As a mild diuretic, Squaw Vine is thought to promote suppressed urine and is also said to be effective in some cases of dropsy (edema), which is the retention of fluid by the body that causes swelling and discomfort.
Using squaw vine
For medicinal purposes the aerial parts of the plant, like the vines, leaves and berries are used in herbal preparations. In the natural state, Squaw vine can be taken in the form of tea or a herbal infusion. To make this pour a cup of boiling water onto l teaspoonful of the herb and let infuse for 10-15 minutes. This should be drunk three times a day. Squaw vine works best in combination with other herbs. As parturient to prepare for childbirth it may be used with Raspberry Leaves. For dysmenorrhoea squaw vine can be combined with Cramp Bark and Pasque Flower.
Other than this squaw vine can also be taken in the form of extract which is available in capsules, tinctures and liquid extracts. For tincture, the usual dosage is l-2 ml three times a day and as capsules two of 600 mg each may be taken every day. One teaspoonful of liquid extract may be taken three times a day. For external application, squaw vine may be crushed with myrrh and applied on sore breasts among lactating women.
The possible side effects of using squaw vine
Ingestion of squaw vine or its extracts may lead to mild side effects like heartburn and irritation of the gastro-intestinal tract and at times may even bring about irritation in mucous membranes. In rare cases, hepato-toxicity many occur brought on by overdose or excessive use.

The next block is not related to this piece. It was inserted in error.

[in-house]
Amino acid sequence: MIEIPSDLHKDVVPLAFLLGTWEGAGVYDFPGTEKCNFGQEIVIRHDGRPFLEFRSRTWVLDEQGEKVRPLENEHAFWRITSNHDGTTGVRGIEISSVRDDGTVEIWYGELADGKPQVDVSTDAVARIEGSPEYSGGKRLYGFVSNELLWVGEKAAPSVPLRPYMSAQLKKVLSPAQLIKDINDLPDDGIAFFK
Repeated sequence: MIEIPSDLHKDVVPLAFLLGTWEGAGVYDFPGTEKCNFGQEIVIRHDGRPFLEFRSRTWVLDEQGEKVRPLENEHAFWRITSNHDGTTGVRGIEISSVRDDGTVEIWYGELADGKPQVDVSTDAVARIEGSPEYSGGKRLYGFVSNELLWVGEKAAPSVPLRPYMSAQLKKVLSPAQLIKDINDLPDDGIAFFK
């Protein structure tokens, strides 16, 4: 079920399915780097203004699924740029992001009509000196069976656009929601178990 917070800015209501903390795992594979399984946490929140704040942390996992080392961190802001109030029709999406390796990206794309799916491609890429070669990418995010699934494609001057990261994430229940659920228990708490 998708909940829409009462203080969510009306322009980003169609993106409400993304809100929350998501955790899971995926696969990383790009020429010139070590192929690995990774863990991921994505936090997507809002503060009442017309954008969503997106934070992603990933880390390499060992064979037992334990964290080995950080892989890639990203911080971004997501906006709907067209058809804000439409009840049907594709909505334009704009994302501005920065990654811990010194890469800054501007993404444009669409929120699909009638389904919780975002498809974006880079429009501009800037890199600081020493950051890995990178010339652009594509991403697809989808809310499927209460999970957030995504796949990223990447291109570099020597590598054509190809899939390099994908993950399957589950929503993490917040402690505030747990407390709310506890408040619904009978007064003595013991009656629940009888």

Since use of squaw vine may lead to uterine contractions among women it should be avoided till the last month of pregnancy. Also people having a history of liver conditions should use squaw vine with extreme caution. Since the safety of the herb has still not been extensively studied, it should be used only under the supervision of a healthcare provider.
Native American tribes of North America were among the first people to recognize the beneficial effects of squaw vine which is probably how the herb got its name and another common term, the Squaw berry. With the arrival of the English colonizers in the seventeenth century, the larger world became aware of the herb and even among the settlers, squaw vine was used as a remedy for menstrual problems and an aid to childbirth. The vine was in fact included in the United States National Formulary from 1926 through 1947. Even though the medicinal claims of squaw vine have not been confirmed by modern science, it continues to be popular in North America as a herbal supplement for uterine health and even as an aid to women opting for homebirth. This beneficial action of squaw vine on the reproductive system of women makes it a useful aid in promoting female sexual health and pleasure.